The Learning Curve

Meet five teachers who are helping set the standard for excellence in education. 

Ashley Andersen

36, 3rd Grade, Sunset Park Elementary School, 10 years teaching

The best thing about your career choice?

The most rewarding aspect of my career is my impact on people’s lives and the relationships I’ve built. I stay in touch with many former students, and witnessing their growth brings me joy. I will always consider them as “my kids.”

The biggest challenge facing teachers today?

The biggest challenge for teachers today is the adults, not the kids. Teachers are not treated as the professionals they are. Teachers are constantly questioned and criticized. We’ve put in many hours of professional development on top of our college degrees.

The biggest challenge for public schools today?

The biggest challenge for public schools today would be teacher retention. Teachers can only handle so much before they realize they are worth more.

This was my last year teaching. I have loved this career, but this chapter is ending. The parents and adults have made it hard to continue. I need a break to boost my mental health. My husband and I will be moving into a Camper Van and traveling around the United States. I will most likely return to the field of teaching in a different capacity. For now, I’m focusing on me and learning more about this amazing country!


Jessica Stokes

35, 9th-12th Grade, Journalism & Digital Video Technology, West Orange High School, 10 years teaching

The biggest challenge for teachers today?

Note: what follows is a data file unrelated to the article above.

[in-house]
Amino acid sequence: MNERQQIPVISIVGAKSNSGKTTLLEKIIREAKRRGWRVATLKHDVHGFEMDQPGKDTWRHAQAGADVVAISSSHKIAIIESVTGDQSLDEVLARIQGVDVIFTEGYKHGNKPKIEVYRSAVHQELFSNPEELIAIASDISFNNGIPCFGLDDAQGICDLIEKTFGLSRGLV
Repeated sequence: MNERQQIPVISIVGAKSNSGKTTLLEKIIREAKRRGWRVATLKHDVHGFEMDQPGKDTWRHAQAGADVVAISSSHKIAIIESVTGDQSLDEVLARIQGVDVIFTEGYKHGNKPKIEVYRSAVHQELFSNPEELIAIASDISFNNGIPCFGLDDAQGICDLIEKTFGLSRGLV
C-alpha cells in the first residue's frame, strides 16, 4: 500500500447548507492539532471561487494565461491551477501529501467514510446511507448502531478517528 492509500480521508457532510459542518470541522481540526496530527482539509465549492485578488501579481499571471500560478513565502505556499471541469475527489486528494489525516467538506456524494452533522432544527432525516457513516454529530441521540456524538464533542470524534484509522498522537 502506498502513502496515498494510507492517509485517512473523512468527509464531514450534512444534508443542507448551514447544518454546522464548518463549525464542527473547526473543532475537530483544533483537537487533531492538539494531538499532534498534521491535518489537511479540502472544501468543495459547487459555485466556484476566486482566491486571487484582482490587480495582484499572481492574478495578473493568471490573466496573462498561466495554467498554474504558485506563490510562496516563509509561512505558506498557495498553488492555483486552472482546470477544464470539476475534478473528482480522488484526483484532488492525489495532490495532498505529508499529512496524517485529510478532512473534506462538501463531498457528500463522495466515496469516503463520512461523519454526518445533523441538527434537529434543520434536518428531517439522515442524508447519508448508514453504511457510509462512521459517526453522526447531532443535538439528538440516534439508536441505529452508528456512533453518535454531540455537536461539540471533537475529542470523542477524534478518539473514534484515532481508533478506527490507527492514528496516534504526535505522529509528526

A combination of two things. First, the pay. This is my eighth year teaching in Florida and yet I currently rent a one-bedroom because I cannot afford to purchase a home or even rent one. I constantly feel stressed about money. The second is the pressure to perform for my students. It is no longer the days of just teaching the curriculum, now it’s the expectations to play games, have fun, have no work days, and give easy grades. Teaching an elective subject, I am forced to keep my numbers up, otherwise I am out of a job. Students have hundreds of options for electives and are unwilling to choose ones that sound difficult.

Proudest teacher moment:

I give out gifts to the seniors each year and one year, I had seed packets made that had a little saying on it about being thankful to watch them grow. Recently, one of my students reached with a photo showing how she had planted those seeds and gave me an update on her life.

The biggest challenge for public schools today?

Life after COVID. It is just vastly different. Students are behind, they struggle socially more now than ever, they were given grades they didn’t have to earn for almost two years, and now are unwilling to put in the effort.


Cary Hunter

51, 3rd Grade, Atwater Bay Elementary,
5 years teaching

If you could give one piece of advice to future teachers, what would it be?

Become a teacher for the right reasons. Teaching is tough work with long hours and no compensation for all of the extra time or money spent. If you enjoy making a difference in people’s lives (it feels like you are getting paid),then this is the right career choice for you. Helping families and elevating children makes me feel like what I do matters every day.

Who has the biggest impact on the quality of education in West Orange?